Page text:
Paramedics in six provinces to provide palliative care in the home

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New training for paramedics will increase access to palliative care in the home for patients and families, where they want it

The Canadian Partnership Against Cancer (the Partnership) and the Canadian Foundation for Healthcare Improvement (CFHI) today announced that Canadians living with cancer and other life-limiting conditions will gain access to urgent palliative care when they need it, and where they want it. This will be achieved through paramedics trained in providing palliative and end-of-life care in the home, in collaboration with other health professionals.

Teams announced: The two organizations will provide funding and support to train over 5,000 paramedics to provide palliative and end-of life care in:

  • BC Emergency Health Services
  • Saskatchewan Health Authority Regina Area
  • Interlake-Eastern Regional Health Authority (Manitoba)
  • York Region Paramedic Services (Ontario)
  • Ottawa Hospital Research Institute
  • New Brunswick Department of Health
  • Eastern Health (Newfoundland and Labrador)

Evidence shows that having paramedics provide palliative care and end-of-life care in the home improves comfort and quality of life for people with debilitating illnesses, as well as their families. It also reduces the number of avoidable trips to the hospital and the use of health system resources, such as hospital beds and emergency departments and total time on a call for paramedics.

“Introducing this model of care in Nova Scotia and Prince Edward Island has improved access to palliative care 24 hours a day, 7 days a week across our two provinces.  Paramedics feel this is some of the most rewarding work they do, and patients and families describe the relief they feel being more able to remain home with the support of this new program,” said Dr. Alix Carter, Medical Director of Research at EHS Nova Scotia and member of the Paramedics Providing Palliative Care at Home Program team in Nova Scotia and Prince Edward Island. “I am so pleased that CFHI and CPAC are supporting this collaboration of paramedic services and palliative care to enable patients and families in many more regions across Canada to have this support.”

The Paramedics and Palliative Care: Bringing Vital Services to Canadians collaboration will run until spring 2022. This program is part of ongoing efforts by the Partnership and CFHI to improve Canada’s health system and ensure it responds to the needs of patients and families. It also supports the shared health priority of improving access to home and community care, including palliative and end-of-life care.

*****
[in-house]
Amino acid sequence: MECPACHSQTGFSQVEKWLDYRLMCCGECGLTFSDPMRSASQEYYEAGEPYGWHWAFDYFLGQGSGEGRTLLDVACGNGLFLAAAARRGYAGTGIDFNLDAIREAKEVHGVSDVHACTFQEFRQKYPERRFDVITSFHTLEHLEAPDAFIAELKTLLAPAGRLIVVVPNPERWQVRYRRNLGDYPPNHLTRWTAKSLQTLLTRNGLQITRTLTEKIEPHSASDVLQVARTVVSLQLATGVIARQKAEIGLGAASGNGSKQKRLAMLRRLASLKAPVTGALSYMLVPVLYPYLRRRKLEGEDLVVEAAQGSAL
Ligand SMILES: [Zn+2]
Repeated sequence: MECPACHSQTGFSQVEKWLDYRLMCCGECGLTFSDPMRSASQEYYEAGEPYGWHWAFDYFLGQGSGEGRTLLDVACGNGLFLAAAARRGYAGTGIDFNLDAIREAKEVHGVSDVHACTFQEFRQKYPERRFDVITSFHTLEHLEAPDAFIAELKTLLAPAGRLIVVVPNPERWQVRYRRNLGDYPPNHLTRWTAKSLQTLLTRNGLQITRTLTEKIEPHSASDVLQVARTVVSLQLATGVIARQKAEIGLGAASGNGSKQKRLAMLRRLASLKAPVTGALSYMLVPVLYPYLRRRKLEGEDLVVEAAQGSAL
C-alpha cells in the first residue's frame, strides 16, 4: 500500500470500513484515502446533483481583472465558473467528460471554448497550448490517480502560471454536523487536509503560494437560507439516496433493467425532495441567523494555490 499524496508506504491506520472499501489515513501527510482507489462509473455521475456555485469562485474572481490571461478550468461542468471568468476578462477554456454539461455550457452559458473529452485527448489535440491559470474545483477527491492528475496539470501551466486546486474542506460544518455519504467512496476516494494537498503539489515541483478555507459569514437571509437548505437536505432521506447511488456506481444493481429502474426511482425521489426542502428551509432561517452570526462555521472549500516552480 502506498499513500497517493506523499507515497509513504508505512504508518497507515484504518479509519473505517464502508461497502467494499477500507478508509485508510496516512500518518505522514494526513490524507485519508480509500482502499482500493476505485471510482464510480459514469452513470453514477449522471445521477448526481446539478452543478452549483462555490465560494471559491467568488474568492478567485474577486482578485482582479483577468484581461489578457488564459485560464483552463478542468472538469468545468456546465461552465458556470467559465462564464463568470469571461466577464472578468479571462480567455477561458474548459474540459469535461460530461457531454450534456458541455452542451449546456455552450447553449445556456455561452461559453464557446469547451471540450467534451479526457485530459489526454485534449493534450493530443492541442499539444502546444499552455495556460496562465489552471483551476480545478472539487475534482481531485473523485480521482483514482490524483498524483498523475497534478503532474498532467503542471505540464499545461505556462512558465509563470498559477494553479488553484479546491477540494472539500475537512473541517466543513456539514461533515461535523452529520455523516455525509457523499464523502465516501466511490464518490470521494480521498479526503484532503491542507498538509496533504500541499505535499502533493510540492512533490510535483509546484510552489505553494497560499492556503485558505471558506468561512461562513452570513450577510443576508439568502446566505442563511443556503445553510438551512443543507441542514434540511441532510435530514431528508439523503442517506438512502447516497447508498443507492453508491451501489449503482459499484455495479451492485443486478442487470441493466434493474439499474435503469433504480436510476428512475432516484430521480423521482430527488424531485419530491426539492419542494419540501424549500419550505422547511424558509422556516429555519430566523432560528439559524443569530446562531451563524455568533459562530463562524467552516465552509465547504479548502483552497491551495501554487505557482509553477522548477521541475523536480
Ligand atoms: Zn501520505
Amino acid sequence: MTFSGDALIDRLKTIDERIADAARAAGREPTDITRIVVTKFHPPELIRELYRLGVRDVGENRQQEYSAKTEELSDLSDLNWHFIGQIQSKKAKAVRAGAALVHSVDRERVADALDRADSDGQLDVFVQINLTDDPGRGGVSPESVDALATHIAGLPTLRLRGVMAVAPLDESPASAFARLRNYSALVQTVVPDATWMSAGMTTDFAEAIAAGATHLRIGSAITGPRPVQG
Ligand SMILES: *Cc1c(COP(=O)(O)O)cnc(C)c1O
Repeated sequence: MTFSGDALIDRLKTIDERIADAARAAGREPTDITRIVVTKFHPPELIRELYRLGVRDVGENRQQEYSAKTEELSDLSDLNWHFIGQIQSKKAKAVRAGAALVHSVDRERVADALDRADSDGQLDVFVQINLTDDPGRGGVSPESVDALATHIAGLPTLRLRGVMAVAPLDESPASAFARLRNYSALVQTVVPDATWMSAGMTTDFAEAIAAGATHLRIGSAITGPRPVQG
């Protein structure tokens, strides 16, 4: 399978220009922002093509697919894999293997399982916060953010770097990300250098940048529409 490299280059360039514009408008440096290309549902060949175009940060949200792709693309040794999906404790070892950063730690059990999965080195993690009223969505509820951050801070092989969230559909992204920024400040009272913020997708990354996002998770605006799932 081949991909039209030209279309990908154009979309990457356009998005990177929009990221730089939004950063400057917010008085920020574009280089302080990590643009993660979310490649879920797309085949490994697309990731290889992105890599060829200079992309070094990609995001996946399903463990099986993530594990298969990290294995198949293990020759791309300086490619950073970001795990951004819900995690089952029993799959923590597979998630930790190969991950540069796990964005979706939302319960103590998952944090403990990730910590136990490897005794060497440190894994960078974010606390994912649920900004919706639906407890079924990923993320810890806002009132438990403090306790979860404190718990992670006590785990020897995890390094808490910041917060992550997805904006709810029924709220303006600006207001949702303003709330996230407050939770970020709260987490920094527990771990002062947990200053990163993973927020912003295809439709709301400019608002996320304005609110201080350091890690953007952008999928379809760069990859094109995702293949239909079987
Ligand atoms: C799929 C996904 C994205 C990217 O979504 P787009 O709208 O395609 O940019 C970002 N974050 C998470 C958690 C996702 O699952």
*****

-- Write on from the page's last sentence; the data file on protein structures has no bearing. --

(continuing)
“A big part of achieving a more sustainable cancer system is finding ways to have vital supports provided to patients in their home and community,” said Cindy Morton, CEO of the Partnership. “Paramedics and Palliative Care is a big step in achieving this home-based support and we are excited to collaborate with CFHI to deliver these skills to paramedics across the country.”

The two organizations will jointly provide up to $5.5 million over the next four years to expand access to paramedics trained in providing palliative and end-of-life care to people in their homes. CFHI and the Partnership will support provincial health authorities and organizations across the country to adopt and adapt best practices.

“Access to quality palliative care services is essential for Canadians facing life-threatening and debilitating illnesses,” said the Honourable Ginette Petitpas Taylor, Minister of Health. “The recently released Framework on Palliative Care in Canada highlights the need to expand innovative projects like this one, which improve person-centred care and access to palliative care where and when it is needed.”

Quick facts

  • 86 per cent of Canadians believe palliative care should be provided at home as much as possible.
  • Of Canadians who have a preference, 75 per cent would prefer to die in their home.
  • Few Canadians (15 per cent) have early access to palliative home care.
  • 62 per cent of Canadians who received palliative care did so in an acute care hospital and mostly in their last month of life.
  • People who receive palliative care earlier are less likely to visit emergency departments frequently or receive aggressive treatment at the end of life.
  • 65–80 per cent of people receiving palliative care are those with cancer.